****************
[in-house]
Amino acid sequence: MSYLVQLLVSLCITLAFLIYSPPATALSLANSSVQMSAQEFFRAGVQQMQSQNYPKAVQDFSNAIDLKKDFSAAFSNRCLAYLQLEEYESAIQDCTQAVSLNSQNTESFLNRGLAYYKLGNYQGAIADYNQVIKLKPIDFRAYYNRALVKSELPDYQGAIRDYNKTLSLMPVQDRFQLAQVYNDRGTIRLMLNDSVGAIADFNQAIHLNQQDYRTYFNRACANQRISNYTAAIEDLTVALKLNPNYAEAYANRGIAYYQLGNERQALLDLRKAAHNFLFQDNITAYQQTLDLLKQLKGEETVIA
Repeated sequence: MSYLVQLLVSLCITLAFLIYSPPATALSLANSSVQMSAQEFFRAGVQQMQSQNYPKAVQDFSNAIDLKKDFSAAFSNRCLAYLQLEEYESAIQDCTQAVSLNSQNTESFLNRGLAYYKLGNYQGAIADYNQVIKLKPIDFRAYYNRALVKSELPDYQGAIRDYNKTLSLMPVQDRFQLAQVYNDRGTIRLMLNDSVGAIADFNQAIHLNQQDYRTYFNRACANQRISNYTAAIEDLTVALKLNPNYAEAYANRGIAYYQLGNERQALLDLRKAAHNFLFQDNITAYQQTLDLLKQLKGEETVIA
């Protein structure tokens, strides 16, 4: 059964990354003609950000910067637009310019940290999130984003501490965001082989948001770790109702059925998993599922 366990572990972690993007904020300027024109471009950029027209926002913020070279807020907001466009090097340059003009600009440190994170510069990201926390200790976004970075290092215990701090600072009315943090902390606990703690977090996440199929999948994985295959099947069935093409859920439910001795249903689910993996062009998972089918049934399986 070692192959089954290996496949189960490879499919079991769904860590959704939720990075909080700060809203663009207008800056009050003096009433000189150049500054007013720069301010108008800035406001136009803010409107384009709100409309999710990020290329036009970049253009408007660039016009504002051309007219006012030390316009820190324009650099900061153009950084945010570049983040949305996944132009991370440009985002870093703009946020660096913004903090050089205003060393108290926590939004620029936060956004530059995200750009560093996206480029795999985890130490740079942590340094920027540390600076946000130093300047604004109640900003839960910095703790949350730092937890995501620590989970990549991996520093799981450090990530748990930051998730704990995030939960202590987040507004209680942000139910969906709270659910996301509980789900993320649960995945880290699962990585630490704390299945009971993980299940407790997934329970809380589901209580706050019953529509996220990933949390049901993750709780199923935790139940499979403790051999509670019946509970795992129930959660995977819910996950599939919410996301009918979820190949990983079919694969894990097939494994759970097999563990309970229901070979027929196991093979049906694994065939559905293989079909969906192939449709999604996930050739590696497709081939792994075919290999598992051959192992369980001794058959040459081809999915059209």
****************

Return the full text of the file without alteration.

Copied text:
[in-house]
Amino acid sequence: MSYLVQLLVSLCITLAFLIYSPPATALSLANSSVQMSAQEFFRAGVQQMQSQNYPKAVQDFSNAIDLKKDFSAAFSNRCLAYLQLEEYESAIQDCTQAVSLNSQNTESFLNRGLAYYKLGNYQGAIADYNQVIKLKPIDFRAYYNRALVKSELPDYQGAIRDYNKTLSLMPVQDRFQLAQVYNDRGTIRLMLNDSVGAIADFNQAIHLNQQDYRTYFNRACANQRISNYTAAIEDLTVALKLNPNYAEAYANRGIAYYQLGNERQALLDLRKAAHNFLFQDNITAYQQTLDLLKQLKGEETVIA
Repeated sequence: MSYLVQLLVSLCITLAFLIYSPPATALSLANSSVQMSAQEFFRAGVQQMQSQNYPKAVQDFSNAIDLKKDFSAAFSNRCLAYLQLEEYESAIQDCTQAVSLNSQNTESFLNRGLAYYKLGNYQGAIADYNQVIKLKPIDFRAYYNRALVKSELPDYQGAIRDYNKTLSLMPVQDRFQLAQVYNDRGTIRLMLNDSVGAIADFNQAIHLNQQDYRTYFNRACANQRISNYTAAIEDLTVALKLNPNYAEAYANRGIAYYQLGNERQALLDLRKAAHNFLFQDNITAYQQTLDLLKQLKGEETVIA
């Protein structure tokens, strides 16, 4: 059964990354003609950000910067637009310019940290999130984003501490965001082989948001770790109702059925998993599922 366990572990972690993007904020300027024109471009950029027209926002913020070279807020907001466009090097340059003009600009440190994170510069990201926390200790976004970075290092215990701090600072009315943090902390606990703690977090996440199929999948994985295959099947069935093409859920439910001795249903689910993996062009998972089918049934399986 070692192959089954290996496949189960490879499919079991769904860590959704939720990075909080700060809203663009207008800056009050003096009433000189150049500054007013720069301010108008800035406001136009803010409107384009709100409309999710990020290329036009970049253009408007660039016009504002051309007219006012030390316009820190324009650099900061153009950084945010570049983040949305996944132009991370440009985002870093703009946020660096913004903090050089205003060393108290926590939004620029936060956004530059995200750009560093996206480029795999985890130490740079942590340094920027540390600076946000130093300047604004109640900003839960910095703790949350730092937890995501620590989970990549991996520093799981450090990530748990930051998730704990995030939960202590987040507004209680942000139910969906709270659910996301509980789900993320649960995945880290699962990585630490704390299945009971993980299940407790997934329970809380589901209580706050019953529509996220990933949390049901993750709780199923935790139940499979403790051999509670019946509970795992129930959660995977819910996950599939919410996301009918979820190949990983079919694969894990097939494994759970097999563990309970229901070979027929196991093979049906694994065939559905293989079909969906192939449709999604996930050739590696497709081939792994075919290999598992051959192992369980001794058959040459081809999915059209």